In response to Bilingual Classical Curriculum:  We are a bilingual family, my husband is from Mexico. Our son is 6 and our daughter is 7 mos. We have not found a bilingual or Spanish language curriculum that fits our standards, as of yet. I have searched the internet up and down.  We did however, purchase a few school books (grade K and 1st) from Mexico and we are using them to teach reading and writing in Spanish. We also purchased short historical biographies of Mexican heroes, to read out loud and that they will be able to read themselves when they get older. The large word books are great for increasing vocabulary. The ones with the real-life pictures are the best. We also converse in Spanish throughout the day and basically live a bilingual life.   At the same time I was teaching my son beginning phonics in English he was also learning the phonics in Spanish. It has not been too much for him. He also studies Latin and will begin Greek in a couple months.  It sounds like a lot, but he has yet to confuse any of the alphabets or become confused during his lessons. One thing I did was to create an alphabet sheet for every language he is learning. Each sheet is a different color with a grid. In each square is the upper and lower case letter. I also highlighted the vowels on each sheet. Most importantly there are no pictures of cute animals or objects to confuse the mind. When we study a language we pin the corresponding alphabet sheet on the wall and recite it first and then proceed with a short lesson or exercise. Spanish and Latin are somewhat similar and compliment each other creating a smooth transition from one language to the next.  The best Spanish education books I have seen from Mexico come from Trillas. You can check them out at We have a phonics reading and workbook from them. I have not sought out education material from Spain, as their pronunciation is quite different and not used in the majority of Latin countries. I hope this helps some.

Amber Ortega-Perez Perez, Classical Homeschool, San Antonio, Tx
Date: Fri, 16 Jan 2004
From: Rena Seguin
Subject: Math and Latin Questions

Thank you so much for the e-loop! It is a wonderful source of ideas and encouragement. I have a couple of things I would like to ask.  1. I have a 12 yo boy and a 15 yo boy, both relatively new to homeschooling and I am wondering how to deal with some math issues. As they work along in their Saxon texts I know they understand the concepts but they make many simple mistakes. They are both in Algebra 1. The 12 yo for the first time and the 15 yo for the second (he took it in school and did not do well due to not asking questions on things he did not understand.) How would you recommend handling this?   I have read Teaching the Trivium and loved it! I have two younger children with whom I will be using the relaxed approach until age 10. Could the early formal math have something to do with this problem in the older boys?  2. In the recent past (I think this month) someone posted a website for use with Latin. Included in the post was some information on memorizing large portions of Scripture (if my memory serves me correctly.) I have two questions: Could you repost that web address? I deleted it before I copied it and did not find it on the archives. And, do you have any tips or suggestions for memorizing whole books of the Bible?  Thank you so much in advance.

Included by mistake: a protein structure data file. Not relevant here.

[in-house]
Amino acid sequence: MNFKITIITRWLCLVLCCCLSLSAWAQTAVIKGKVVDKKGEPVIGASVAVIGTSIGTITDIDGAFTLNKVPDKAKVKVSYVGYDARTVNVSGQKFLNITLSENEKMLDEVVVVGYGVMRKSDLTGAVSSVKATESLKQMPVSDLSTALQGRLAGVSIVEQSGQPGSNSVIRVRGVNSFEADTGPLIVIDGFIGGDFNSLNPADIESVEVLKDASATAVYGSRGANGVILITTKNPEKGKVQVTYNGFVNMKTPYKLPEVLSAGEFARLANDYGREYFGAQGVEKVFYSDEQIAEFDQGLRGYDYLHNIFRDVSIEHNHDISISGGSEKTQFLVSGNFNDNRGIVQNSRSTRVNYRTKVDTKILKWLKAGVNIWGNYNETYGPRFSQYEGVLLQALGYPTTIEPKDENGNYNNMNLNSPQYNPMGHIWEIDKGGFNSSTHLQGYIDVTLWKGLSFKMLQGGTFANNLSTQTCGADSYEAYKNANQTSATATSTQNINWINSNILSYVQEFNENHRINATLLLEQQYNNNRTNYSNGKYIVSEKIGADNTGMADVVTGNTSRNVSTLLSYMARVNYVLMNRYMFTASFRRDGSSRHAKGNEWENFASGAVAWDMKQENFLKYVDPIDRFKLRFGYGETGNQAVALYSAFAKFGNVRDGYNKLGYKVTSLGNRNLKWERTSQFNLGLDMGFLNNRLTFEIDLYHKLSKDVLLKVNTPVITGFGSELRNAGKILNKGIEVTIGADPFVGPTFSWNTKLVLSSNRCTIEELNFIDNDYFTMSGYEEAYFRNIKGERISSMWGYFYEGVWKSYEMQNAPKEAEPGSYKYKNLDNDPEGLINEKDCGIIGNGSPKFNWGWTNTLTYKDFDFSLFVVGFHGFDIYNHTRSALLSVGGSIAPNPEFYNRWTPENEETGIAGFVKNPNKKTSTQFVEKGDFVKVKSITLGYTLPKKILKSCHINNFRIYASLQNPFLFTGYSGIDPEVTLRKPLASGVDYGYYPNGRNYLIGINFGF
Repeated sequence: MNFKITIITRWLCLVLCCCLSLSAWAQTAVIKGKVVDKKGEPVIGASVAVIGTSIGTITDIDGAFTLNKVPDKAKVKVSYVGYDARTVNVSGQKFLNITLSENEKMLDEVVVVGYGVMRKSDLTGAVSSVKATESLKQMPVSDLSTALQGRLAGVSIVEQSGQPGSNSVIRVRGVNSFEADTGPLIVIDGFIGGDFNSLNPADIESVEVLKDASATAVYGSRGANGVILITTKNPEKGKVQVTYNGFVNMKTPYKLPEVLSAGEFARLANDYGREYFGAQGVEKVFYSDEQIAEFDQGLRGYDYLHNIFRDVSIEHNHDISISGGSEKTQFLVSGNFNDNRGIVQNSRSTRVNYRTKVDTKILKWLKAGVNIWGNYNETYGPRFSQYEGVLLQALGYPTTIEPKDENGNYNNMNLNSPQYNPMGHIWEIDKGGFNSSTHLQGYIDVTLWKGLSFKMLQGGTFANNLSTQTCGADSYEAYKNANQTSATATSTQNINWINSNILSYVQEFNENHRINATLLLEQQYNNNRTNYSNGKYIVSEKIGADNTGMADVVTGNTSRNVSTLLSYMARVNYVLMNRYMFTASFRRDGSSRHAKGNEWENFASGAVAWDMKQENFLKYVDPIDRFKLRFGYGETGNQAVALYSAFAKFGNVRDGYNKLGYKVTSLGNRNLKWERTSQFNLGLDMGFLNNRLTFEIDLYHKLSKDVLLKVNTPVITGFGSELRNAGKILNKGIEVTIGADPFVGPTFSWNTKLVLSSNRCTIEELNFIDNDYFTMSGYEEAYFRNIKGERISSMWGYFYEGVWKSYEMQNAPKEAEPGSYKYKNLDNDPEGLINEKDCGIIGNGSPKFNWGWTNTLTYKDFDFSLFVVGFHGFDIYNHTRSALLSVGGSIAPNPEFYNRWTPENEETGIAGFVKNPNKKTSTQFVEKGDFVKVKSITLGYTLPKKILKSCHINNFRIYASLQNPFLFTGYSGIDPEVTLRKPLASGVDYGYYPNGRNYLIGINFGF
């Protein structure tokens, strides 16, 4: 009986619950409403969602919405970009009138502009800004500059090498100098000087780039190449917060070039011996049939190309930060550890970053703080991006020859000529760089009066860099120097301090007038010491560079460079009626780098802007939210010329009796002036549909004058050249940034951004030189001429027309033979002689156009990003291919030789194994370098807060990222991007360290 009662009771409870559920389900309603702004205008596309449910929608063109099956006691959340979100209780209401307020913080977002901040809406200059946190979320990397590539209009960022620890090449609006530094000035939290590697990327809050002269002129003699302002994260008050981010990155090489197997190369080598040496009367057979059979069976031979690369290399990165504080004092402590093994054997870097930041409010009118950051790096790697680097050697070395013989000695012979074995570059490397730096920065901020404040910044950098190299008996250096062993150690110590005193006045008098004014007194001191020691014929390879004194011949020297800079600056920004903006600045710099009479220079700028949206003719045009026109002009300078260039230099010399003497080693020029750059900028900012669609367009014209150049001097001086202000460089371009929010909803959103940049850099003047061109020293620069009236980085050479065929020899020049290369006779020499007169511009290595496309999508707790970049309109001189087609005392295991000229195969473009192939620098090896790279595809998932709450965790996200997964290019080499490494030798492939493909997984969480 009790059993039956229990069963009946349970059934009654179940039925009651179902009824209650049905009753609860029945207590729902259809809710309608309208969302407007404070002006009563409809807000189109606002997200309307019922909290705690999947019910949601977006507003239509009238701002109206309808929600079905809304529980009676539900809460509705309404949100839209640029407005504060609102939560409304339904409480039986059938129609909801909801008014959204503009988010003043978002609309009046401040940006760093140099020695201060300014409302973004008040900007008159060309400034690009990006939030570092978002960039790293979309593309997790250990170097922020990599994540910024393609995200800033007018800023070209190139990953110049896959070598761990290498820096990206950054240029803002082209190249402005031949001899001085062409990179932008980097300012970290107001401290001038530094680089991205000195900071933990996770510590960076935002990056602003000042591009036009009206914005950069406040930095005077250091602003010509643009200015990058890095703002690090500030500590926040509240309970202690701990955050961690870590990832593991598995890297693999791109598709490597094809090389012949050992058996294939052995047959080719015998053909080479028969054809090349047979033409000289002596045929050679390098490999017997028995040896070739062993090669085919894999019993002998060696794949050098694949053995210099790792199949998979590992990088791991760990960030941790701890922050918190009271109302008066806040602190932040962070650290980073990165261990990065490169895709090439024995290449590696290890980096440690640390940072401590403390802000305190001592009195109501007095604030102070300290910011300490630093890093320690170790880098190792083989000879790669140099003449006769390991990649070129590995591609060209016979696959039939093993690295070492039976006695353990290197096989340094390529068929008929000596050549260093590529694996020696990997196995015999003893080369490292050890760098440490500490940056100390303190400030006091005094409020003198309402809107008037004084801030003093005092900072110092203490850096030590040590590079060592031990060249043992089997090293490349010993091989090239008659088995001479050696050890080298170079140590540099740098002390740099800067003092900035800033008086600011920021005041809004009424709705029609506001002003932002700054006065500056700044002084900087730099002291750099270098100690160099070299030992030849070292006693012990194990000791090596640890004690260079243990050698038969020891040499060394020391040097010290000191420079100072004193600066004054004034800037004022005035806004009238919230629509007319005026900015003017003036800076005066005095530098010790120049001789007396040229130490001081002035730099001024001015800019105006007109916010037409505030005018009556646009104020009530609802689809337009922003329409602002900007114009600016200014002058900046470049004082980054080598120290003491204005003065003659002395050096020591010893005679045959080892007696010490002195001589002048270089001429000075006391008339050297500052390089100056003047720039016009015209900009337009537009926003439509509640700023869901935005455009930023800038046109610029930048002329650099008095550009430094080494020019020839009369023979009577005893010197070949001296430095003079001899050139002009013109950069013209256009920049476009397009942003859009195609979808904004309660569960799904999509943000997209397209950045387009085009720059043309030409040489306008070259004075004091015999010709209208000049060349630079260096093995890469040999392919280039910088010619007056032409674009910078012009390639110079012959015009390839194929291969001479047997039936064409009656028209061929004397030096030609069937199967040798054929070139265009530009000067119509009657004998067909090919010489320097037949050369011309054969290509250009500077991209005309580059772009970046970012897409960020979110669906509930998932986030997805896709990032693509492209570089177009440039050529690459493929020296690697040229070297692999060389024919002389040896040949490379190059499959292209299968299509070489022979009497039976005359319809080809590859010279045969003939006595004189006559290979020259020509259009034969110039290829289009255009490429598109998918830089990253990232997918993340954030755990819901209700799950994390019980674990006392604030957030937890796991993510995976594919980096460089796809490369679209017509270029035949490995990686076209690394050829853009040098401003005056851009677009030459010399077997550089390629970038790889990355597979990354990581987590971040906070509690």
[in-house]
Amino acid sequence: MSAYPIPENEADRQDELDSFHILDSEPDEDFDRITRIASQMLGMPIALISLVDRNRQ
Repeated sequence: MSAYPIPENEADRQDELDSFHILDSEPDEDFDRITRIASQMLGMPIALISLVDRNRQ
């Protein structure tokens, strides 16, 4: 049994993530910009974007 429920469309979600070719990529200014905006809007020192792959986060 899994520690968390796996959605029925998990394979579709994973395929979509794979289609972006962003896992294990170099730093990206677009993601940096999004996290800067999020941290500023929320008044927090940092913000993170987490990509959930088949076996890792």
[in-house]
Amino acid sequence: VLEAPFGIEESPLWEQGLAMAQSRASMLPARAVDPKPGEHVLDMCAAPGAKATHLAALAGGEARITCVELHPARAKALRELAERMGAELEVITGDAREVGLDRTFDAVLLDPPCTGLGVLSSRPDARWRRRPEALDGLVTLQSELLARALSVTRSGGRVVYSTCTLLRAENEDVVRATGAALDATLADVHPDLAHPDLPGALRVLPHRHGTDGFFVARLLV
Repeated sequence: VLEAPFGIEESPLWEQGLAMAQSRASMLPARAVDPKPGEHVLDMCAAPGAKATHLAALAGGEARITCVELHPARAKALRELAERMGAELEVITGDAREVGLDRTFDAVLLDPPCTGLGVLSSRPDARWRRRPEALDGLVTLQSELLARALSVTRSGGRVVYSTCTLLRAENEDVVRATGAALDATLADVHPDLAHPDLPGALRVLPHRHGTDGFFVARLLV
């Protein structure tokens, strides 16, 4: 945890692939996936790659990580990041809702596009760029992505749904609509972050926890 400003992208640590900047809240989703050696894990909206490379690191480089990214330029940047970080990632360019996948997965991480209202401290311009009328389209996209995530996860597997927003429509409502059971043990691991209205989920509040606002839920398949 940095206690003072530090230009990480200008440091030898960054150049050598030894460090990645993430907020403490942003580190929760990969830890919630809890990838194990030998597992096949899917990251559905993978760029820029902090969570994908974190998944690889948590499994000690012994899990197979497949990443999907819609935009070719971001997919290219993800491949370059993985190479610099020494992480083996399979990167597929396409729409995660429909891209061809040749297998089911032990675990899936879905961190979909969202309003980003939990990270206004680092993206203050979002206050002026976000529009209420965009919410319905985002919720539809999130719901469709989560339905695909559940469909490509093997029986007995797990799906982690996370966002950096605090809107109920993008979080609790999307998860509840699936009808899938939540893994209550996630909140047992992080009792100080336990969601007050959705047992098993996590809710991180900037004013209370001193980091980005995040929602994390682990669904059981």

God bless. Rena Seguin
I remember having that problem with a couple of my children. I somewhat resolved the problem by offering rewards for doing a lesson with few errors. I can’t remember the exact rules I made, but it was something such as if they had 2 or less errors on a lesson then they could skip the next lesson. They had to read that next lesson and do the practice problems orally, but they could skip the written problems and go on to the following lesson. That somewhat motivates children to work more carefully — since it is usually carelessness that makes them miss the problems. They understand the problems perfectly well, but work the solution out in too much of a hurry and carelessly. But this method of skipping lessons only works if the child has a good understanding of the math. If they don’t understand, then skipping lessons is dangerous. Another trick I used was offering money rewards for lessons done with few errors. But that only works on days close to payday.  Sometime soon we will have the archives of Homeschooling with the Trivium up on the web site. We have someone working on it now.

From: ….com
Subject: Hello from Germany

Dear Harvey and Laurie Bluedorn,

My name is …… To introduce me first: I’m a student in …, Germany studying math and German. When I was 16 I spent one year as a foreign exchange student in Minnesota, where I got to know Jesus Christ and follow him ever since. My mentor and shepherd, …., lead me, taught me and was (and still is) an example for me. In his family I first experienced the concept of homeschooling. Getting to know his wife and children I was amazed how wonderful family life can be. I had never seen anything like that in Germany before. After I had come back god lead me to find a church family and gave me a wonderful woman to my side who I will marry very soon. For us it is very clear that we want to homeschool our children (as many as god gives 🙂 ) and your book Teaching the Trivium has been a wonderful resource for that.  Well, here in Germany homeschooling is illegal and to most of the people, Christian or not, a foreign term. A group (you might have heard of) formed about 3 years ago — Schule zu Hause (schooling at home). It was founded by the Guenther family, and comes from the American HSLDA. We serve together with them trying to make homeschooling legal in Germany, provide curricula, information, teachings and so on for families that decide to homeschool. This is all very difficult. There are not many at all going actively for that, and there are completely no! Information for families. But many many many questions, worries, fears and so on. What we try to do is writing a book on homeschooling with answers to questions Germans have, with biblical wisdom, with bare bones to get started and so on. Your book Teaching the Trivium has been a great help for us personally, and in many ways it can be for Germany. So my wife and I started translating chapters of it into German for Germans….